#15 Traveler

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Posted 14 February 2018 - 01:18 AM

I see these kind of artifacts quite often here on CN's DSLR dep, also with primes lenses by the way. In fact i have seen these things in my pictures (Nikon D5500 & Samyang 135 F2.0) as well.

Here i provide a recent CN thread about a Samyang 135mm F2.0 wich resulted in donut shapes in astropictures: link 
[ title: Samyang 135mm First Light with Nikon D5300 ]

 

The solution in that thread and with that optical system (Nikon D5300 & Samyang 135 F2): higher ISO, 800 in stead of 200....

But you, Schleppafahrer, are using ISO 800 already....

 

So the questions stays:

 

  1. -  what causes these artifacts,
  2. - is it something with Nikon DSLR's and fast lenses
  3. - what solutions are there to fix these Undesirable phenomena?


#16 georgian82

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Posted 14 February 2018 - 01:41 AM

 

I see these kind of artifacts quite often here on CN's DSLR dep, also with primes lenses by the way. In fact i have seen these things in my pictures (Nikon D5500 & Samyang 135 F2.0) as well.

Here i provide a recent CN thread about a Samyang 135mm F2.0 wich resulted in donut shapes in astropictures: link 
[ title: Samyang 135mm First Light with Nikon D5300 ]

 

The solution in that thread and with that optical system (Nikon D5300 & Samyang 135 F2): higher ISO, 800 in stead of 200....

But you, Schleppafahrer, are using ISO 800 already....

 

So the questions stays:

 

  1. -  what causes these artifacts,
  2. - is it something with Nikon DSLR's and fast lenses
  3. - what solutions are there to fix these Undesirable phenomena?

 

Did you ever experiment using that lens at f/2.8 or f/3.2? I bet you wouldn’t get those artifacts. 



#17 Traveler

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Posted 14 February 2018 - 02:19 AM

But what, georgian, cause these artifacts?



#18 georgian82

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Posted 14 February 2018 - 09:53 AM

But what, georgian, cause these artifacts?

I honestly don’t know. Again, I am not a lens expert or pretend to be one. But this is based on my personal experience with imaging with either zoom lenses and fast prime lenses. The issue does disappear if you stop the lens down enough. I saw thus same issue with my Nikon 180mm ed f/2.8 if shooting at f/2.8 and with my Sigma art 60mm f/2.8 if shooting at f/2.8. In both cases the issue disappears at f/4.

 

My best guess us that there is uneven illumination on the surfaces of each lens element (maybe not aligned properly?) You can kind of see that on the original post from the OP where there are a few rings around the target...seems to me that each one of those rings belongs to a lens element within the imaging train. But again, why this happens with zoom lenses or fast prime lenses is beyond my knowledge.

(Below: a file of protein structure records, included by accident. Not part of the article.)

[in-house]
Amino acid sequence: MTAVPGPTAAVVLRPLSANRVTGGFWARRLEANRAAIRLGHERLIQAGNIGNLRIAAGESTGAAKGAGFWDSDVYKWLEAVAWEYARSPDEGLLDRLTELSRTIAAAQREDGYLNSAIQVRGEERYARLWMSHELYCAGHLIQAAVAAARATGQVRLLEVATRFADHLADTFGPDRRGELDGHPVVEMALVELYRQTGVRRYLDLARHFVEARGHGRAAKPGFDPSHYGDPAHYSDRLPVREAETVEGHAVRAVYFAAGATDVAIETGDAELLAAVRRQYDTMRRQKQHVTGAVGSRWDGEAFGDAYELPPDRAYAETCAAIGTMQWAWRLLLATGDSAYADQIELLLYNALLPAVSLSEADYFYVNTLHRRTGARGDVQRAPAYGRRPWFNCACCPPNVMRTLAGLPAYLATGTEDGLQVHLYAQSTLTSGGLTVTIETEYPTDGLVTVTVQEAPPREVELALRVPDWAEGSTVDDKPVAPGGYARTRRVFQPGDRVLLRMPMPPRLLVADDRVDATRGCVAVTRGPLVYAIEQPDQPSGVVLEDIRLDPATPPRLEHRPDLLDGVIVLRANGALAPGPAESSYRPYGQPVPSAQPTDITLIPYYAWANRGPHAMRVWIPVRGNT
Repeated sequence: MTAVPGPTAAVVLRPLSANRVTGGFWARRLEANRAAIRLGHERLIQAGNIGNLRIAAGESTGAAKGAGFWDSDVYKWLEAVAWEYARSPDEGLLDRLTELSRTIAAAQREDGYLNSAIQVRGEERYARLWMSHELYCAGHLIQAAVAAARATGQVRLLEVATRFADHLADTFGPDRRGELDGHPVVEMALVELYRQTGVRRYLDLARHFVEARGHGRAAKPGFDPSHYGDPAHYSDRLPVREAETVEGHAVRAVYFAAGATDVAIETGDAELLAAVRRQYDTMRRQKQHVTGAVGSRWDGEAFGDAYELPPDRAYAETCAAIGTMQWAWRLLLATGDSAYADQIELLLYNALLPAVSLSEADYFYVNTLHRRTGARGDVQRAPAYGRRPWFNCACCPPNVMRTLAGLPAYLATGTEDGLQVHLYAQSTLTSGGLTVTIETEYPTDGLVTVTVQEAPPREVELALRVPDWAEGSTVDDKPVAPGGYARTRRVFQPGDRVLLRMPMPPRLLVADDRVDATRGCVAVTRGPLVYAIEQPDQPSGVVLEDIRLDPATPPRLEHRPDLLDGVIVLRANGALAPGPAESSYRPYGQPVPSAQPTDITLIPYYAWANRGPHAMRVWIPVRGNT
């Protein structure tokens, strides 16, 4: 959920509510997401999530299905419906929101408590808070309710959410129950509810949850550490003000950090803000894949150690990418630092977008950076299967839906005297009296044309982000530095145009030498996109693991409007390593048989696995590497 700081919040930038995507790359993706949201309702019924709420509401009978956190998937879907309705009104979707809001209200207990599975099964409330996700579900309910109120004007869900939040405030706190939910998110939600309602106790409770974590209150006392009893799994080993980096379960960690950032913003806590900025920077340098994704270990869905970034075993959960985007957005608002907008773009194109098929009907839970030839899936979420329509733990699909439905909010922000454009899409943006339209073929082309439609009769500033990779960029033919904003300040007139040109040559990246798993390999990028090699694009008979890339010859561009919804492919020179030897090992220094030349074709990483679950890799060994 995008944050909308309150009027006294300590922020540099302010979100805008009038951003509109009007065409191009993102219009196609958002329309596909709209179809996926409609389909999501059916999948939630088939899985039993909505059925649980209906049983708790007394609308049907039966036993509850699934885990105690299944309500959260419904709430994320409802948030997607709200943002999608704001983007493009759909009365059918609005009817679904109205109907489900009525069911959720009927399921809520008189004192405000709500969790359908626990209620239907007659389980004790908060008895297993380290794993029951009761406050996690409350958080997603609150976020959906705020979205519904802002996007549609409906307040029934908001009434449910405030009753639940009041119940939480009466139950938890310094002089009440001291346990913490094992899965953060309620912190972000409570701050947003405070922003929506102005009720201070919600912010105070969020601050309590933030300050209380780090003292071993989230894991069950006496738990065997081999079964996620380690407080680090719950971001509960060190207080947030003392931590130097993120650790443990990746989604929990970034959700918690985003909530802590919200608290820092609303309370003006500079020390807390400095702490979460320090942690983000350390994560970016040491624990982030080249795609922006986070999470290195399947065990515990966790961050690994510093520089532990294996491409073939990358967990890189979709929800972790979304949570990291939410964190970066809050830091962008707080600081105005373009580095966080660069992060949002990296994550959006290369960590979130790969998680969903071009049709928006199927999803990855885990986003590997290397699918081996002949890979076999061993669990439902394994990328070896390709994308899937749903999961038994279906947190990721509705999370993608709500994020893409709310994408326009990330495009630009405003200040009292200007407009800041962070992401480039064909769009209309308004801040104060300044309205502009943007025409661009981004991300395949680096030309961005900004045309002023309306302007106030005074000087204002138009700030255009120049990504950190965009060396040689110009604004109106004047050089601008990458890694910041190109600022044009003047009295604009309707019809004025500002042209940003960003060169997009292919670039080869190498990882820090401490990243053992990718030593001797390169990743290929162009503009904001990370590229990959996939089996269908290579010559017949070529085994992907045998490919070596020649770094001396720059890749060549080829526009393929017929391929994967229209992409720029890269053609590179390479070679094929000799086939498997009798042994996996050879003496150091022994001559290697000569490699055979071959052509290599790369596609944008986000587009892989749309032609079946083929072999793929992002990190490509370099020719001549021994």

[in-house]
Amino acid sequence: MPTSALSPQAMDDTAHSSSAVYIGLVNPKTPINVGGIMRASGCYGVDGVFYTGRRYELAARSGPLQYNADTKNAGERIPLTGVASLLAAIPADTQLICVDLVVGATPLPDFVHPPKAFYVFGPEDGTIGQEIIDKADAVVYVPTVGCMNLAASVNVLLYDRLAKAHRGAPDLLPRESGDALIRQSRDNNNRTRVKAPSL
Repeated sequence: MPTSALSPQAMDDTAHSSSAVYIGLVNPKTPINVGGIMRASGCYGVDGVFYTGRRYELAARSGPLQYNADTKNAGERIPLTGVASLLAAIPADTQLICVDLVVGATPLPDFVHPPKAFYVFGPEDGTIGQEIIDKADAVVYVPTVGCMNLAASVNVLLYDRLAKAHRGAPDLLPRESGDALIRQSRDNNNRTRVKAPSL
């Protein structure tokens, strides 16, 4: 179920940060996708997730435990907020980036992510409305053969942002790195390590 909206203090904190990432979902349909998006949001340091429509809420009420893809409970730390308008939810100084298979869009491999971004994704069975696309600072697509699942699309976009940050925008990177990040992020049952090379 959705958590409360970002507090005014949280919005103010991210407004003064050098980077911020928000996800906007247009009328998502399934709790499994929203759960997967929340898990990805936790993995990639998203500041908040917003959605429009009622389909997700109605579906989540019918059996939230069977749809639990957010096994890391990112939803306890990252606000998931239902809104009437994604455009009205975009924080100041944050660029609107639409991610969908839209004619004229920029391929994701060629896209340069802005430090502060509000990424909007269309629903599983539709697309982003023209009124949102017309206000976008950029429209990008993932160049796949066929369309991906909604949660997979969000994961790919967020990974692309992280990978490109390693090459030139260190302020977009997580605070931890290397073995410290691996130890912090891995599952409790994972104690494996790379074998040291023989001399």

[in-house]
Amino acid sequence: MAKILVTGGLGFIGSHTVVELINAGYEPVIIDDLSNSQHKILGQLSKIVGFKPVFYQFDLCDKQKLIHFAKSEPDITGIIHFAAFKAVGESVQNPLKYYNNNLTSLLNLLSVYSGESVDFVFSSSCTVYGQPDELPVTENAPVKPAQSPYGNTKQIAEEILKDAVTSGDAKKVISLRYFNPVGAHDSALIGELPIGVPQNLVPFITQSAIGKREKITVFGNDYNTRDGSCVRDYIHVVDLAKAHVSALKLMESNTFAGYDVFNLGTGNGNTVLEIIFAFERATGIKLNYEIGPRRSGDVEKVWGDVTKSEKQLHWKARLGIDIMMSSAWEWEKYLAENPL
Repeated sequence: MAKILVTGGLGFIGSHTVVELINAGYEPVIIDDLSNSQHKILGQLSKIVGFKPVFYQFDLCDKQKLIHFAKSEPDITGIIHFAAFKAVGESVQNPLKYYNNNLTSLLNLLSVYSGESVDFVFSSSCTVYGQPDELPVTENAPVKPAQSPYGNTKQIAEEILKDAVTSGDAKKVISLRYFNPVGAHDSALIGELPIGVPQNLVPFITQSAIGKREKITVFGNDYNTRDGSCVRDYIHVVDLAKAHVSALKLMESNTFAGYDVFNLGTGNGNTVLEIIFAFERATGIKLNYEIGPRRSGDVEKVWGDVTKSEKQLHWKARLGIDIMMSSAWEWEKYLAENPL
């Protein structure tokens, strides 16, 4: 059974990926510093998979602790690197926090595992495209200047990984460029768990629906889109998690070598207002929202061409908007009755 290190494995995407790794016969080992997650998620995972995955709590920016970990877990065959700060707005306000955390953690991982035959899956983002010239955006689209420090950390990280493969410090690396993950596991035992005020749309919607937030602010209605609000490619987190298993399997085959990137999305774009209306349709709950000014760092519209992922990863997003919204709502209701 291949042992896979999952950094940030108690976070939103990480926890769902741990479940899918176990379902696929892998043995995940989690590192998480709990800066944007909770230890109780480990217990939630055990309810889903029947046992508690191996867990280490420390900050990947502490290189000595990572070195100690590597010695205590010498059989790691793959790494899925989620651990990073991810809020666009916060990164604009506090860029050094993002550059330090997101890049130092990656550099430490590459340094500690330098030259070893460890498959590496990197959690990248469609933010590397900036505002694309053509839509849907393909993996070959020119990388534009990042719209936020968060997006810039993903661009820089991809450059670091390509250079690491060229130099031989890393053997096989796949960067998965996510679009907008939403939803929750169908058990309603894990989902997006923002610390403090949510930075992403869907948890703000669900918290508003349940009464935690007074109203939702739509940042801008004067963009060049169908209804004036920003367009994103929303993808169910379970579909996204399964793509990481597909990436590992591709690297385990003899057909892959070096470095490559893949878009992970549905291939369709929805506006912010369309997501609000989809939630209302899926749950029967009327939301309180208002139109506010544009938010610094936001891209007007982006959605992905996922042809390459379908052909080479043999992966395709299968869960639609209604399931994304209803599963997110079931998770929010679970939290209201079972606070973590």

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#19 Schleppafahrer

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Posted 14 February 2018 - 10:19 AM

So I finally figured out what caused the issue. The main problem was the heavy light pollution from which I was taking my pictures. It enhanced the vignetting effect by alot and made it almost irreversible even with flats. By traveling ~10km out of the city centre I managed to get WAY better results, still showing some vignetting tho. However, after using a new method I found online (Roger Clark's method of processing) I managed to almost entirely remove the remaining artifacts, donut shapes etc. Funny part: I didn't use any flats, darks or bias frames at all. All I did was applying the lens profile correction and adjusting the white balance in Lightroom, convert the DNG files into TIFF and then stack them in DSS. If anyone is having similar issues, try that method. It works wonders!

 

Thanks to everyone for helping me tho, it's much appreciated.

 

Clear skies!

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#20 georgian82

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Posted 14 February 2018 - 01:10 PM

So I finally figured out what caused the issue. The main problem was the heavy light pollution from which I was taking my pictures. It enhanced the vignetting effect by alot and made it almost irreversible even with flats. By traveling ~10km out of the city centre I managed to get WAY better results, still showing some vignetting tho. However, after using a new method I found online (Roger Clark's method of processing) I managed to almost entirely remove the remaining artifacts, donut shapes etc. Funny part: I didn't use any flats, darks or bias frames at all. All I did was applying the lens profile correction and adjusting the white balance in Lightroom, convert the DNG files into TIFF and then stack them in DSS. If anyone is having similar issues, try that method. It works wonders!

 

Thanks to everyone for helping me tho, it's much appreciated.

 

Clear skies!

That's great! I am glad you found a solution!

 

Have you stretched the image to see if those artifacts are still there? Just a way to double check that the method you used to fix the issue really works, that way you know you can keep using it in the future.

 

Cheers,



#21 sharkmelley

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Posted 14 February 2018 - 02:07 PM